Tuesday, December 11, 2007

Volcano eruption caught on tape!

For the first time ever, scientists have the goods on a large volcanic eruption at the bottom of the ocean.

Putting together more than 50,000 sea floor images, along with 10 exploratory dives with the Alvin submarine, an unprecedented map has been pieced together showing 22 million cubic meters of new lava coming out of the East Pacific Rise -- a seafloor spreading center off the Pacific coast of Mexico.

The area covered by the recent eruption is equivalent to metropolitan Oklahoma City, or nearly half of Manhattan. The discovery that an eruption was underway, however, was sort of an accident.
"We had an array of seismometers down there that weren't coming back," said marine geophysicist Maya Tolstoy of Columbia University's Lamont-Doherty Earth Observatory. They were, in other words, buried by lava, she explained.

"We had seen increasing seismicity, and we suspected an eruption," she told Discovery News. So when eight of 12 ocean-bottom seismometers went missing in 2006, she instructed her assistants to look for telltale volcanic eruption chemicals in the water. They found them.

That discovery led another team of researchers, led by Adam Soule of Woods Hole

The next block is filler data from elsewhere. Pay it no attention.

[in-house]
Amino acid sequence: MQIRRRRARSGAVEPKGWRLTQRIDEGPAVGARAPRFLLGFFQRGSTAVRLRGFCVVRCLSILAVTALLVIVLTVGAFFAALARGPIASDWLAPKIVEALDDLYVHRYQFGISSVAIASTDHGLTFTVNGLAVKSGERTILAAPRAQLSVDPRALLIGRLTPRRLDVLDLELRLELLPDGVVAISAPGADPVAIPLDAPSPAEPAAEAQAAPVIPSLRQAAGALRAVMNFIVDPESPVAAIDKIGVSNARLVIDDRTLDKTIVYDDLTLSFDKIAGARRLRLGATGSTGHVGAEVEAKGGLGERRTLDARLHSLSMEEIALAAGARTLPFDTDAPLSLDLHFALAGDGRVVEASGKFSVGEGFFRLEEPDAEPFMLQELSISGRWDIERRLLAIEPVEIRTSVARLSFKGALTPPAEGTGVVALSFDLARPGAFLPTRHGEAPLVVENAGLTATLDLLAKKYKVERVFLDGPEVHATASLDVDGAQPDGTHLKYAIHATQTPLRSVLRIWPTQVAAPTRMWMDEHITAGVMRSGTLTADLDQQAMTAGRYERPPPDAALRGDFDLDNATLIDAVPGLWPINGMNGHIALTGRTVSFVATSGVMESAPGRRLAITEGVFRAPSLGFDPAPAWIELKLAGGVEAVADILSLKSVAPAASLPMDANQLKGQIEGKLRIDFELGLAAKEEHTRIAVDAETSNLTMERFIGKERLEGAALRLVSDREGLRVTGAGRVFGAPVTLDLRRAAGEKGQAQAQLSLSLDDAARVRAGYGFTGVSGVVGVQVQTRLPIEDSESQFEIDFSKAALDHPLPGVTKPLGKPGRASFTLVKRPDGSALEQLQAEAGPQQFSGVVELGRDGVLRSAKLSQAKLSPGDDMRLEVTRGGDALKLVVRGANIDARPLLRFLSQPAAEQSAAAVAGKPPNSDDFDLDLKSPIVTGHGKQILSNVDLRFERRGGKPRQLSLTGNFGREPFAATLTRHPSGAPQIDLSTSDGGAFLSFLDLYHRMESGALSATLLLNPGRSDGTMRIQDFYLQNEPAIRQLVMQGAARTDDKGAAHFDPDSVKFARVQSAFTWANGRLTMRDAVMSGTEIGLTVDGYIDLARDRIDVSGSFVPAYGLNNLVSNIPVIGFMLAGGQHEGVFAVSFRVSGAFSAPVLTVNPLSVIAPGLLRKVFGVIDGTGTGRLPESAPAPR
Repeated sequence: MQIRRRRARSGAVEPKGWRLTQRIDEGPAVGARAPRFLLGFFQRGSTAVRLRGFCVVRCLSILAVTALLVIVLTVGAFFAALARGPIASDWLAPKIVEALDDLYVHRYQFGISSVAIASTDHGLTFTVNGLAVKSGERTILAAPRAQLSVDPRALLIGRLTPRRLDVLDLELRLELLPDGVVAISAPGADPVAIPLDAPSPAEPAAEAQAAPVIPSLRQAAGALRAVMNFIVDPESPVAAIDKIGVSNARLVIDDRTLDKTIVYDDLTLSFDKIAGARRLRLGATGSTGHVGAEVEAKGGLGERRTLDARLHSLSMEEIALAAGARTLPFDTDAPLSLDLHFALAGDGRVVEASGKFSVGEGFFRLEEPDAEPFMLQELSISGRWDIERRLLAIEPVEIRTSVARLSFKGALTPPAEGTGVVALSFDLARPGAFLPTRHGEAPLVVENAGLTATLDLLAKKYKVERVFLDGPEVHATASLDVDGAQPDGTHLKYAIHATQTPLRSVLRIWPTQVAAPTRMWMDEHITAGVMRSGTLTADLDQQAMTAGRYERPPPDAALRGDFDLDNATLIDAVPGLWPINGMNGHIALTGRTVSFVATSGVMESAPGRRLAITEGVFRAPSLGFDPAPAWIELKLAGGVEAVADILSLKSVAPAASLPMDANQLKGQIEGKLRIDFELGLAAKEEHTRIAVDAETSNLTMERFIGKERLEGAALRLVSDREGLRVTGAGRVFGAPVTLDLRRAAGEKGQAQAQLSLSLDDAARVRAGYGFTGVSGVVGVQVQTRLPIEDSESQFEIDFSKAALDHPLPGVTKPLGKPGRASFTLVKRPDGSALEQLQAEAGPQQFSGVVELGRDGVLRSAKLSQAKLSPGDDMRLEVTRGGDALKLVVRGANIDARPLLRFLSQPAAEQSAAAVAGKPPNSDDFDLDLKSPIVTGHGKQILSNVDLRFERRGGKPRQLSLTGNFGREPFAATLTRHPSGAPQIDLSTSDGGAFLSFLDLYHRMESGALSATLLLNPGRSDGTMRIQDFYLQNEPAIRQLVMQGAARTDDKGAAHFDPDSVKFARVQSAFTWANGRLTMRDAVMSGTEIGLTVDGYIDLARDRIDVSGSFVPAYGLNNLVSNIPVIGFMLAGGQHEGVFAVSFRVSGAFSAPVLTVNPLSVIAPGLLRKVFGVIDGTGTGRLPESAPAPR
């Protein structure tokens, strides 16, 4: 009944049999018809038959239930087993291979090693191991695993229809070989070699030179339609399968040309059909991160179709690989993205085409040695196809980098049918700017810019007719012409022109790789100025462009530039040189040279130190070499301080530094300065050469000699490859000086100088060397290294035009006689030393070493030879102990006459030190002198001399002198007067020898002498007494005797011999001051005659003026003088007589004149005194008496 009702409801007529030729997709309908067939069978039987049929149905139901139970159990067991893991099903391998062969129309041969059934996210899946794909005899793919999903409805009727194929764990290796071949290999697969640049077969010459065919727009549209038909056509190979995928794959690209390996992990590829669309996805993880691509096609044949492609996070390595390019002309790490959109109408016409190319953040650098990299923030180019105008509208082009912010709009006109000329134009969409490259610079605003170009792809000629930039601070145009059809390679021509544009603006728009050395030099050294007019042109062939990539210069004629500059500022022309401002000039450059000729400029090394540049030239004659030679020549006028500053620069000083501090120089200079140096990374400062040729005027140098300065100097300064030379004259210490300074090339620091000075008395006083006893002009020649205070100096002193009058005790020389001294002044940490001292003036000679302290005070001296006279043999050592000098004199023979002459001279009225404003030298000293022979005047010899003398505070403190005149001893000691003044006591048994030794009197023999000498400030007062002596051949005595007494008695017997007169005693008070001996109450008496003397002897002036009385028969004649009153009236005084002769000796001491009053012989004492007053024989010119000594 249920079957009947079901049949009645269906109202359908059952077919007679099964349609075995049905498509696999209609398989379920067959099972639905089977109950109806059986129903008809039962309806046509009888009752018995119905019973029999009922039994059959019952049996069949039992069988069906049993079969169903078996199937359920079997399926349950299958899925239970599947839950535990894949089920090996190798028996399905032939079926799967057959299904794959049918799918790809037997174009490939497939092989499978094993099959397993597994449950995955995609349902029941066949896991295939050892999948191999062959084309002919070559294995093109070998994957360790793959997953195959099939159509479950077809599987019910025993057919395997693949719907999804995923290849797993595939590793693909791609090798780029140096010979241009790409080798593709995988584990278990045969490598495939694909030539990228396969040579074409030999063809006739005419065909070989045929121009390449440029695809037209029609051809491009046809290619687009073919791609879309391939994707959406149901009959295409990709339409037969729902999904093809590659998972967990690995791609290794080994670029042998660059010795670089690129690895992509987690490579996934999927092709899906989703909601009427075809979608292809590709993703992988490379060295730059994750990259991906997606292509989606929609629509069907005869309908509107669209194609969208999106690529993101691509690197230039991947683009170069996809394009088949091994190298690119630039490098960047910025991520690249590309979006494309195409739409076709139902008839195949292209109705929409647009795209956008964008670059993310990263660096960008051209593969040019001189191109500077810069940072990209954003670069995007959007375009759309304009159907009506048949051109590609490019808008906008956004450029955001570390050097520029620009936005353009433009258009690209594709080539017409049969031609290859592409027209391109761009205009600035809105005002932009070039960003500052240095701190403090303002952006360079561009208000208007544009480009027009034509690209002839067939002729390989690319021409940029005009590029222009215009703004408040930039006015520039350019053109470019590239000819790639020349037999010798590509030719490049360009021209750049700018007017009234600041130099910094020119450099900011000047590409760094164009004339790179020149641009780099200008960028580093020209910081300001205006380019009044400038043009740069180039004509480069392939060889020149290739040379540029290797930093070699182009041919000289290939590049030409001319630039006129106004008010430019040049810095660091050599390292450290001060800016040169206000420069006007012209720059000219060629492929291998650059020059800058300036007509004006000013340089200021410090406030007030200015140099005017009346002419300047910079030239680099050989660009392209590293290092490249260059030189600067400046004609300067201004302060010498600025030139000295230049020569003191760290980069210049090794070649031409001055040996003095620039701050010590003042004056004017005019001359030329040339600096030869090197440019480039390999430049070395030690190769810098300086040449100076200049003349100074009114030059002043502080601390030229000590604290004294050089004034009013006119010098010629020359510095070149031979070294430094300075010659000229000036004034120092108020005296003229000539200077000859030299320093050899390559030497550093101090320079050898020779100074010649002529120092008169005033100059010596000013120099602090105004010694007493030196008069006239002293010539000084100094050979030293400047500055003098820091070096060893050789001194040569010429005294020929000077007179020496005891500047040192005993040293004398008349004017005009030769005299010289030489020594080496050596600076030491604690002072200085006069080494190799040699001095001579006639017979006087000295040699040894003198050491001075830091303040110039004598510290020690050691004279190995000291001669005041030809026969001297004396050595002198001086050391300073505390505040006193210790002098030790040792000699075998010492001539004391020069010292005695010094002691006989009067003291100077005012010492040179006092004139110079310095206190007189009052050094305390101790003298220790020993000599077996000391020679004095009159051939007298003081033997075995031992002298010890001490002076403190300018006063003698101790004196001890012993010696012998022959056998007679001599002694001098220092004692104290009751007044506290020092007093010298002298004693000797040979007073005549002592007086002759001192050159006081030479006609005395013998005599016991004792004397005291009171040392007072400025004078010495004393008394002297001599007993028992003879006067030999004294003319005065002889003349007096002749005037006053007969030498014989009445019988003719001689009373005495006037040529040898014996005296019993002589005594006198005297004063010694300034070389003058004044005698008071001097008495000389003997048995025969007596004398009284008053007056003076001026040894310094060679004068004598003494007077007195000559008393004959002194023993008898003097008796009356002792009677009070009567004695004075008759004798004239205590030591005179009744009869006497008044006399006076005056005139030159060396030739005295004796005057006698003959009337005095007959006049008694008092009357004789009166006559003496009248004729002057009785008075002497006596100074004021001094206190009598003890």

Oceanographic Institution, to undertake the dives and take the images to chart the extent of the eruption. Their results are reported in the December issue of the Geological Society of America's journal Geology.

"We knew something weird was going on," said Woods Hole's Dan Fornari, a coauthor of the Geology report. "What we needed to do was go there and map the heck out of it."

The results are some rare images of brand-new lava meeting older lava and detailed maps showing how the new lava followed channels in older lava beds. More significantly, the eruption is a real-time example of how the Earth makes new crust -- which is what happens at ocean spreading centers like the East Pacific Rise.

"This is basically where oceanic crust is forming," said Donna Blackman, chair of the Ridge 2000 Program, which focuses research on ocean spreading centers. "This is the process that forms most of the skin of the Earth."

The East Pacific Rise is a central part of such research, Blackman said, because unlike other active spreading centers, it is in waters that are relatively easy to reach year-round, and there's a lot of earlier data there with which to compare.

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